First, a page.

I don't know about any of you, but the movie year doesn't start for me until I see a flick where the utterly uninspired ludicrousness is so flagrant and visible in every frame, you're persistently in a state of slack-jawed disbelief. Well, I'm here to introduce you to Man on a Ledge.
This movie has Sam Worthington, sporting an American accent and a Billy Ray Cyrus "Achy Breaky Heart"-era mullet, as an escaped convict who's looking to end his life by jumping off the ledge of a New York City high-rise hotel. It turns out that this fugitive was once a respected New York cop who says he was framed for the theft of an expensive diamond owned by a sinister real estate tycoon (Ed Harris, giving a laughably dastardly performance).
The cops, led by Ed Burns' relentlessly sarcastic detective and Elizabeth Banks' tortured-yet-still-looks-stunning-in-the-morning hostage negotiator, believe it's a ploy for attention, and they're not far off. His younger brother (Jamie Bell) and his brother's way-outta-his-league girlfriend (Genesis Rodriguez) are across the street, breaking into the tycoon's building in an attempt to find the purportedly stolen diamond they believe is still in his possession.
Certain moviegoers may consider this premise the makings of halfway decent junk to see on a weekend night, but the movie's pitifully executed preposterousness may gnaw at people's nerves. Despite the fact that it was filmed on location, it's another in a long line of studio action-thrillers set in a New York that feels inauthentic, with most of the cast talking in annoying Noo Yawk accents that may drive actual New Yorkers up the wall. The dialogue is rip-roaringly cheesy: Banks and Worthington's back-and-forths sound like they're reading fortune cookies to each other.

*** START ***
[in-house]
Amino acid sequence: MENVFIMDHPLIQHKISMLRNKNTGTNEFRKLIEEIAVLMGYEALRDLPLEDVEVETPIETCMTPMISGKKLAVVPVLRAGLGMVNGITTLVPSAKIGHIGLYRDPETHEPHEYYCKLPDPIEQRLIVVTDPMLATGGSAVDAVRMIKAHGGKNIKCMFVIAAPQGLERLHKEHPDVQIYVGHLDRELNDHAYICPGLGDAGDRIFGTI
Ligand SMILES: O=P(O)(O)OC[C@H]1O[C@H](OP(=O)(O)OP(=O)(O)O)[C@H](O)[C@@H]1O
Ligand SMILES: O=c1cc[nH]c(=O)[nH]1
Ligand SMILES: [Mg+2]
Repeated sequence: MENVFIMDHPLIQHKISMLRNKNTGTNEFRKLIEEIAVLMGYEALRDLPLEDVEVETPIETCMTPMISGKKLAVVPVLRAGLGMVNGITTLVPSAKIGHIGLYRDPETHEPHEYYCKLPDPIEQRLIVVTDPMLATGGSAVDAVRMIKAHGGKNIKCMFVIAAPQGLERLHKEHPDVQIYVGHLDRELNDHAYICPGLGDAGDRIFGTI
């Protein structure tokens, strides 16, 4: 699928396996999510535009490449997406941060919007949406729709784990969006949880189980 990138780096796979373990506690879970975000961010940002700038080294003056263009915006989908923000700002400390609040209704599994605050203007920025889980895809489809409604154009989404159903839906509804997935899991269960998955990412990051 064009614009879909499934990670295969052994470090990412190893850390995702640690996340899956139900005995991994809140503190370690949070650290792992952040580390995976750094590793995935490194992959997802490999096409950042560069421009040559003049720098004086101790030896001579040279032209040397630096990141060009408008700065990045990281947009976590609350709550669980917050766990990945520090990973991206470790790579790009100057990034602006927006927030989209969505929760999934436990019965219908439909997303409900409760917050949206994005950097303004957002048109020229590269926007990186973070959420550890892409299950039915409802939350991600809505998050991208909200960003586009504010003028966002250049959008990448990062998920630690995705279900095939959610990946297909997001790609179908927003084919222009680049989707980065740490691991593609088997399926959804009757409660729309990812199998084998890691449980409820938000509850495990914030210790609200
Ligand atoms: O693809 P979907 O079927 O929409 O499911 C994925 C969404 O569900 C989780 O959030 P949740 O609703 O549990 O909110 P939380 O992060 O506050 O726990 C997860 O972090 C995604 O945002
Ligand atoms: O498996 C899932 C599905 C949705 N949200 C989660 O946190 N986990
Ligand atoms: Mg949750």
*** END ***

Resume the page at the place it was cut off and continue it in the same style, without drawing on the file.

Considering that the film is directed by one-time Danish documentarian Asger Leth (Ghosts of Cite Soleil) and TV-movie scribe/ O.J. Simpson memoir ghostwriter Pablo Fenjves, it's no wonder the movie seems to wallow in artificiality and half-assedness. They basically patch a narrative together by jacking the best moments from fun popcorn flicks like The Negotiator and Inside Man. If it weren't for the fact that Contraband came out a couple of weeks ago, I'd say Man on a Ledge is the most ridiculous new movie out there. However, it's definitely the most unbelievably ridiculous new movie.